On the third lap, McKeever attacked on the ‘wall’ climb to get a gap he would not relinquish in the final 1.x km. With only one small climb left, racers need either a gap at the top of the wall or confidence in their final sprint.

McKeever took his first open win in 37:22.3, 1.2 seconds clear of fellow U20 Tom Stephen. Carlyle passed a fading Rémi Drolet to take third, 21.0 seconds behind, while Bob Thompson narrowly missed out on fourth, finishing 40.0 back.

“I was really happy with my race and how I skied both tactically and technically, so overall, [it was a] good day,” McKeever said after collecting his first senior win at age 18.

He continued that he “couldn’t really have asked for anything better from a start [to the season], but we’ve just got to keep putting in the work, keep training hard.”

Stephen, in his last year as a U20, was more philosophical.

“I’m definitely feeling a little tired,” Stephen said. “There’s a lot of racing back to back for me. But yeah, I think it went well. I’m happy with the result.”

On his approach to racing, Stephen explained how the weather factored into his race plan.

“I think I was pretty smart in the tactics part. There were a lot of people throwing down sprints halfway through trying to break away and then easing up because the wind plays a big factor into it.”

Carlyle also enjoyed the day: “It was good, super fun to ski in the pack and do a mass start race and it felt like Real Racing was back.”

“I didn’t really think too much about how to win I just kind of wanted to like make their day as hard as I possibly could,” Carlyle continued. “The way it played out was going into the second last climb, I guess it would have been the like the super steep hill [the wall], Xav just had so much speed. So much speed. So Tom and I are kind of standing still and that’s pretty impressive.”

Jasmine Drolet stretches out the group at the start of the 10km. (Photo: Peggy Hung)

Shortly after the top men finished, the women began their first mass start of the season with two laps of the same course. Jasmine Drolet strung the group out quickly, opening passing opportunities for lower ranked skiers like Bouffard-Nesbitt who would quickly join the action at the front. After the pandemic break, the points list is a much less useful guide to current performance, but today there was no difficulty to pass on the wide opening climb with room to skate four abreast for over a kilometre.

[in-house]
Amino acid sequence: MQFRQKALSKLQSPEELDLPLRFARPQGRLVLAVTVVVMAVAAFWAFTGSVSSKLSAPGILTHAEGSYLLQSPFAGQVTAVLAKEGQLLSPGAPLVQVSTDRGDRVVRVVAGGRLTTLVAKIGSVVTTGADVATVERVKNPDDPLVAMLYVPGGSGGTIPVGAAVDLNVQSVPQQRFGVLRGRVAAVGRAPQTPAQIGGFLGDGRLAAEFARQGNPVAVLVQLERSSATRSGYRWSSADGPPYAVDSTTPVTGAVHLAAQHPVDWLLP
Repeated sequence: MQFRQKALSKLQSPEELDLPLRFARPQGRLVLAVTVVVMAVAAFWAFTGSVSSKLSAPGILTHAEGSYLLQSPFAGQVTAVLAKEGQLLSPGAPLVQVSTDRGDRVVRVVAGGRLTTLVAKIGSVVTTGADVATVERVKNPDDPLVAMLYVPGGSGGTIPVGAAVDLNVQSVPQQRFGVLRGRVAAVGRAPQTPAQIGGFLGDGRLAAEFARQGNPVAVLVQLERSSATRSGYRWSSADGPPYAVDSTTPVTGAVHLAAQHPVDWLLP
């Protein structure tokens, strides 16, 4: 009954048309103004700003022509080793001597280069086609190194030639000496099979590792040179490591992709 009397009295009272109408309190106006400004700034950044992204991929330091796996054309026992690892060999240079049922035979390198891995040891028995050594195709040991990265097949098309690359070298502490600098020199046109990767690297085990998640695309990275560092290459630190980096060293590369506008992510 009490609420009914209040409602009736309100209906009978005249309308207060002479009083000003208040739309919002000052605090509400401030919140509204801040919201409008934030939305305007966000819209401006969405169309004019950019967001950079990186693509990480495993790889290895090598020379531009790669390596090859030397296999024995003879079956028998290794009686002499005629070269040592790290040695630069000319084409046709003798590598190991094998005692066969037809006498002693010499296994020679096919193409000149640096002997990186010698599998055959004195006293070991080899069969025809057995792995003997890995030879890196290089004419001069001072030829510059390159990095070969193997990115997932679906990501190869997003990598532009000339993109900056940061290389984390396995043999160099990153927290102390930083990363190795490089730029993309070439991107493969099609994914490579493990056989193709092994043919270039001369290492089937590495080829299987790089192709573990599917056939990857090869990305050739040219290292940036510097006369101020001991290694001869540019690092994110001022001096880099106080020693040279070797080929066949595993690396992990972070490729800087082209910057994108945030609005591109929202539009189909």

Bouffard-Nesbitt finished alone in 29:04.4.

“It was really good. I love mass starts and I’m so happy that sovereign decided to host a mass start race today,” she said. “The conditions were the best they’ve been in the last two weeks. It was a great day.”

Jasmine Drolet took second, 12.4 seconds back, followed by fellow U20 Marielle Ackermann from Kimberly in third (+21.0), and Granstrom in fourth (+26.5).

Jasmine Drolet leads a large pack near the end of lap 1. (Photo: Peggy Hung)

“It was pretty chill for the first lap,” Bouffard-Nesbitt said. “I didn’t feel that I needed to lead especially, [since] I’m pretty confident in my sprint. So I was happy just to follow and then, yeah, on the second lap, I started to have fun playing around, going to the front a little bit and pushing the downhills and unfortunately, as Jasmine might tell you if you interview her, she had a fall before the last two climbs. That was too bad and that’s where my gap opened up. I just pushed it from there.”

Jasmine Drolet did include her fall in her post race comments, reflecting on an experience that was “Pretty hard. That’s all, really hard.”

“A little bit frustrating,” Drolet continued. “I mean, I lead a lot of the race, which is not really what I wanted, but then fell and couldn’t catch up again. So a little bit frustrating, but that’s how mass starts are.”

She fell on the one tricky corner on the course, a fast hairpin that becomes challenging as the lactate builds in the legs.

The pandemic has made student life easier, with distanced exams that can be done anywhere. Easier, but not easy, with a large number of athletes needing a quiet space to write exams Sunday evening after the racing was done. Ackermann was one of those student athletes who rushed away before FasterSkier could catch up with her.

In addition to all the racing, there were bets to be settled.

Rémi Drolet explains his new purple hair to Next Gen coach Eric de Nys.

This writer entered a casual masters program mass start classic race on Saturday morning, using the same course as the elite skiers used in the afternoon. The finish times were very different, but I am still smiling days later. To twist up Joni Mitchell, “you don’t know what you’ve got til it’s back!”

Photo Galleries:

Doug Stephen (VR45 Photography): Interval, Mass Start.

Gerry Furseth